By González, Hebe Alicia
This dissertation offers a linguistic description of Tapiete, a Tupi-Guarani (TG) language spoken in Argentina, Bolivia and Paraguay. Fieldwork has been performed in Argentina, the place approximately eighty Tapiete households are settled in "Misión Los Tapietes", Tartagal, province of Salta, northern Argentina. therefore, the linguistic info and the result of this examine mirror the diversity spoken through the Tapietes residing in Argentina. the most good points of Tapiete phonology, the nominal and the verbal morphology, in addition to the syntactic constitution are investigated. on the lexical point, a vocabulary of 2049 entries and four hundred subentries is equipped in line with the data accumulated in the course of the elicitation of lexical questionnaires and texts. in particular, this dissertation investigates the expression of ownership in Tapiete, as its default marker of ownership has constructed from a practical extension of the default marker of ownership, t-, of sophistication II nouns in TG languages. moreover, yet another formalization of the alienable/inalienable competition happens, expressed throughout the lifestyles of alternative units of 3rd individual markers.In addition, this paintings discusses the restructuring of the cross-reference procedure in Tapiete. particularly, it describes the shortcoming of an overt marker of 3rd individual for verbs that belong to Jensen's Set 1, apart from monosyllabic roots, and the encoding of the 1st individual lively and inactive plural particular in the course of the verbal root marked for 3rd individual, including the affixation of the TG nominalizing morpheme -ha. furthermore, the Tapiete model of Jensen's Set four individual markers differs from that of TG languages: whereas in TG languages those types are portmanteau morphemes that encode a primary individual singular or plural performing on a moment individual singular (e.g. TG oro-) or a primary individual singular or plural performing on a moment individual plural (e.g TG opo-), in Tapiete, either kinds encode a primary individual singular, without danger in their being interpret Read more...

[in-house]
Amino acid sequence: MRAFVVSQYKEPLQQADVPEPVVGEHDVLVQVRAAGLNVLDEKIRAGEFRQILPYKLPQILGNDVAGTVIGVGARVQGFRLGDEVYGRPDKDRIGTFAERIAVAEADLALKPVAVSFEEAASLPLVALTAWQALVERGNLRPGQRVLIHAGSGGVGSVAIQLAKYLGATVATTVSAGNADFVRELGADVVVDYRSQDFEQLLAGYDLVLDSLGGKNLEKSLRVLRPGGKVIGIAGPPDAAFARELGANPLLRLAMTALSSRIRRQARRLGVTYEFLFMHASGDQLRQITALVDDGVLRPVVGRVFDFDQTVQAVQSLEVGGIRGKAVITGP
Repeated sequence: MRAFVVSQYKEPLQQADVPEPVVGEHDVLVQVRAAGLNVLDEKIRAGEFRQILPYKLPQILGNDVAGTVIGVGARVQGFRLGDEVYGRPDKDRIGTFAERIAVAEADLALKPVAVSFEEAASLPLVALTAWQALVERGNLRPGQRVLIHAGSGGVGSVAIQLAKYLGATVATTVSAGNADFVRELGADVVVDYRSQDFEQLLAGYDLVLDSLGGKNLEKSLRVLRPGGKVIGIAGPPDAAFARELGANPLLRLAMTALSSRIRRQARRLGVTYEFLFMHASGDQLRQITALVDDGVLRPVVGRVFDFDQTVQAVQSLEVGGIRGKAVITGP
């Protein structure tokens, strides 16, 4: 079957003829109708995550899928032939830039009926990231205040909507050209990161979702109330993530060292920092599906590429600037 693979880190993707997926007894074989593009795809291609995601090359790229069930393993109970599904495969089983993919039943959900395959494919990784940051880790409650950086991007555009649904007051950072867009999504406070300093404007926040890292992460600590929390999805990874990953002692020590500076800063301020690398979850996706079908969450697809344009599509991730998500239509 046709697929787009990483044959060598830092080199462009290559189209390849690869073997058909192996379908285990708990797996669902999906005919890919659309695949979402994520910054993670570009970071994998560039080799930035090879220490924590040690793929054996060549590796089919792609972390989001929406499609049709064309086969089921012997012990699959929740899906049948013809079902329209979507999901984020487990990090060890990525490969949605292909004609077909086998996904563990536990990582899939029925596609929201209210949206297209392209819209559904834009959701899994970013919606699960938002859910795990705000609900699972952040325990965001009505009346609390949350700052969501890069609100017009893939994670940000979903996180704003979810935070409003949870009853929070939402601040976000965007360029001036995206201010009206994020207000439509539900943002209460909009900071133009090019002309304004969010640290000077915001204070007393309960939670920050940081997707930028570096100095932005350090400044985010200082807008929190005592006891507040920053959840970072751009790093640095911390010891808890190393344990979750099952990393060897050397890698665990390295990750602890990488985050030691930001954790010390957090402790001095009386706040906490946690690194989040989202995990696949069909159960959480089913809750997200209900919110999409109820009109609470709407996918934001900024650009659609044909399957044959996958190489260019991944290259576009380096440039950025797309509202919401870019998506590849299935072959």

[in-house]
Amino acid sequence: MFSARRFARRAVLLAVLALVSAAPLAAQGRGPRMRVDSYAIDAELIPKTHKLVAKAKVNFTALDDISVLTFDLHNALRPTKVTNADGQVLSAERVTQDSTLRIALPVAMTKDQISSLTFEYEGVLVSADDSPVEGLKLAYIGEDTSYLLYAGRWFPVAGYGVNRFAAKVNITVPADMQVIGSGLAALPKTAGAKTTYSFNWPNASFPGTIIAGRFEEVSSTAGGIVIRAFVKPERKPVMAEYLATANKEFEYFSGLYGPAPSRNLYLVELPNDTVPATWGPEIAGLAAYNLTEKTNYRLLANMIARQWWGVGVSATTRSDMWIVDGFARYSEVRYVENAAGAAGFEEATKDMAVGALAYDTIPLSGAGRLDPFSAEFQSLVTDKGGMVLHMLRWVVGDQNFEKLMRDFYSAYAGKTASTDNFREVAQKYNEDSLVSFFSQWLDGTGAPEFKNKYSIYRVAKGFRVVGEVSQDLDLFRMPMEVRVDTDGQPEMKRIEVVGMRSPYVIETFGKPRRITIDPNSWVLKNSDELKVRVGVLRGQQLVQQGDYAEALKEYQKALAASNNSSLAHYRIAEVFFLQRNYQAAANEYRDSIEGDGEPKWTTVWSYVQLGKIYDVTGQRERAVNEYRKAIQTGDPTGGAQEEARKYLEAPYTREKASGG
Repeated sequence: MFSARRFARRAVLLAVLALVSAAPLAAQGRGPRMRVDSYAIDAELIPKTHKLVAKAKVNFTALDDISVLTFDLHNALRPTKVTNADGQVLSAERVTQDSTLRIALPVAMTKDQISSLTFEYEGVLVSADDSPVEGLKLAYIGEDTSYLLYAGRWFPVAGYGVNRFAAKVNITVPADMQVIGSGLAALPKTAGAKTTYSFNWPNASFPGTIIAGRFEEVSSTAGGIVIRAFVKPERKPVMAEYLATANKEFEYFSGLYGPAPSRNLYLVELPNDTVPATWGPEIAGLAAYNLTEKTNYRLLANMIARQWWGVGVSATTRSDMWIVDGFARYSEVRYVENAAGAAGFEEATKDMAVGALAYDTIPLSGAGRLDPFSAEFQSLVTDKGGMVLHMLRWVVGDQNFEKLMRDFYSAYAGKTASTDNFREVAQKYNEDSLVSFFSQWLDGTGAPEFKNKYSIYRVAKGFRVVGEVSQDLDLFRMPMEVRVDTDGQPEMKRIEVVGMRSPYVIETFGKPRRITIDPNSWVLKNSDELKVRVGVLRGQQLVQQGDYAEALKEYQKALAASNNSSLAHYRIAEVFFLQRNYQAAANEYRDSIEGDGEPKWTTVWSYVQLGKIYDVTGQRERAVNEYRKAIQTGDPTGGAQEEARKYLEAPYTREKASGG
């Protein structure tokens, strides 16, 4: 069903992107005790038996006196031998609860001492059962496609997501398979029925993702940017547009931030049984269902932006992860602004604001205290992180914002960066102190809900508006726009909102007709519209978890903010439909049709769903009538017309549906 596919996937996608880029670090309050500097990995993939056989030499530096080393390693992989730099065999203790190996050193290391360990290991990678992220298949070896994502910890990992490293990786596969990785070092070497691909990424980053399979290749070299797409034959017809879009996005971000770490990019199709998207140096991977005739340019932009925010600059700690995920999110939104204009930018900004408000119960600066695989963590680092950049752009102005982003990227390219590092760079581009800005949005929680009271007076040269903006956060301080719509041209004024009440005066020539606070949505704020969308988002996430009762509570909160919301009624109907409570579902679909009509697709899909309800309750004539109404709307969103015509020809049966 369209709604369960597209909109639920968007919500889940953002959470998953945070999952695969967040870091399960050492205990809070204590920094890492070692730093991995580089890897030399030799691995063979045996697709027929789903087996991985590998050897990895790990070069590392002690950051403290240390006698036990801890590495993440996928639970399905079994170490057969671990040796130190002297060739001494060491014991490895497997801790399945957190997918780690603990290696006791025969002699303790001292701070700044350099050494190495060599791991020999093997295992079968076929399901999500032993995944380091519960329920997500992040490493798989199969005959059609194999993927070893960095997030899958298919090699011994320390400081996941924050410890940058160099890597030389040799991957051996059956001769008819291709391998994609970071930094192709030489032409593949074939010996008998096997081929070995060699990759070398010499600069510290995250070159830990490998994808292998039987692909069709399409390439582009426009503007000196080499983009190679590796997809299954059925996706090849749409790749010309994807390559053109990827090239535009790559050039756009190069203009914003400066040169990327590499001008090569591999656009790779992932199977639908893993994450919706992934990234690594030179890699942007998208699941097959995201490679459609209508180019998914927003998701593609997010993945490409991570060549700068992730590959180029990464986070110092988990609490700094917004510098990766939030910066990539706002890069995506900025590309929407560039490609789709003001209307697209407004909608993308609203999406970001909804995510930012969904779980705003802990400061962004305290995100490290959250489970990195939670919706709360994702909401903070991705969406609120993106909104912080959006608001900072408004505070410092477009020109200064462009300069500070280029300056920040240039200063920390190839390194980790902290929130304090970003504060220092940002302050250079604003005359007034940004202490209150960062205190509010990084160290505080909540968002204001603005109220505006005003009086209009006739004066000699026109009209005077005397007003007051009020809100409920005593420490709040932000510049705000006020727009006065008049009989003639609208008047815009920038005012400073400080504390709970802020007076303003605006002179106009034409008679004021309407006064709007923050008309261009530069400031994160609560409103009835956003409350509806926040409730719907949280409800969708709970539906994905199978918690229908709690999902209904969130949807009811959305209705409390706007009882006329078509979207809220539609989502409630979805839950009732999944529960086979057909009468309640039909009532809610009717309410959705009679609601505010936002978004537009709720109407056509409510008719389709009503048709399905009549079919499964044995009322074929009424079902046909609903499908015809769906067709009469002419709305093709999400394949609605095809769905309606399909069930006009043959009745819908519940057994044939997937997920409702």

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Additional resources for A Grammar of Tapiete (Tupi-Guarani)
2. Vowels Tapiete distinguishes between oral and nasal vowels. /i/ is an oral high un-rounded front vowel. /iro/ [io] iro ‘bitter’ ï ‘to be’ i ‘water’ /i/ is a nasal high un-rounded front vowel. /i/ [i] /i/ is an oral high un-rounded central vowel. //  // is a nasal high un-rounded central vowel. 3for occurrences of this sound in other contexts. 47 ‘chili’ /e/ is an oral mid un-rounded front vowel. /heta/ [heta] heta ‘a lot’ hë ‘to go out’ awara ‘fox’ käwï ‘chicha’ huri ‘eight’ hüwä ‘black’ yoka ‘(s)he breaks’ pörä ‘beautiful’ /e/ is a nasal mid un-rounded front vowel.
27 On the other hand, it is important to point out that this inspector defended the tenure status of bilingual assistants, who have to be appointed again each year. 28 Finally, it is necessary to point out a fact that is very significant for its symbolic value. Even if the original name of the school is ‘Misión Los Tapietes’, some years ago a headmistress renamed it as “12th of October”, a fact that, for obvious reasons, aroused a However, according to my field work notes, in 1998, 9 children of the community were in channel 3 of undernourishment.
We have seen how during the last fifty years there has been an increasing trend to marry people outside the Tapiete community. The ethnic belonging of the spouses is one of the important elements when it comes to evaluating if the native language will be kept by younger generations or if they will definitely adopt the dominant language. Other factors, such as the access to the dominant language and a real socio-economic incentive that stimulates members of a linguistic minority to adopt that language are particularly relevant when it is necessary to evaluate the linguistic behavior of a community (Paulston 1994:12).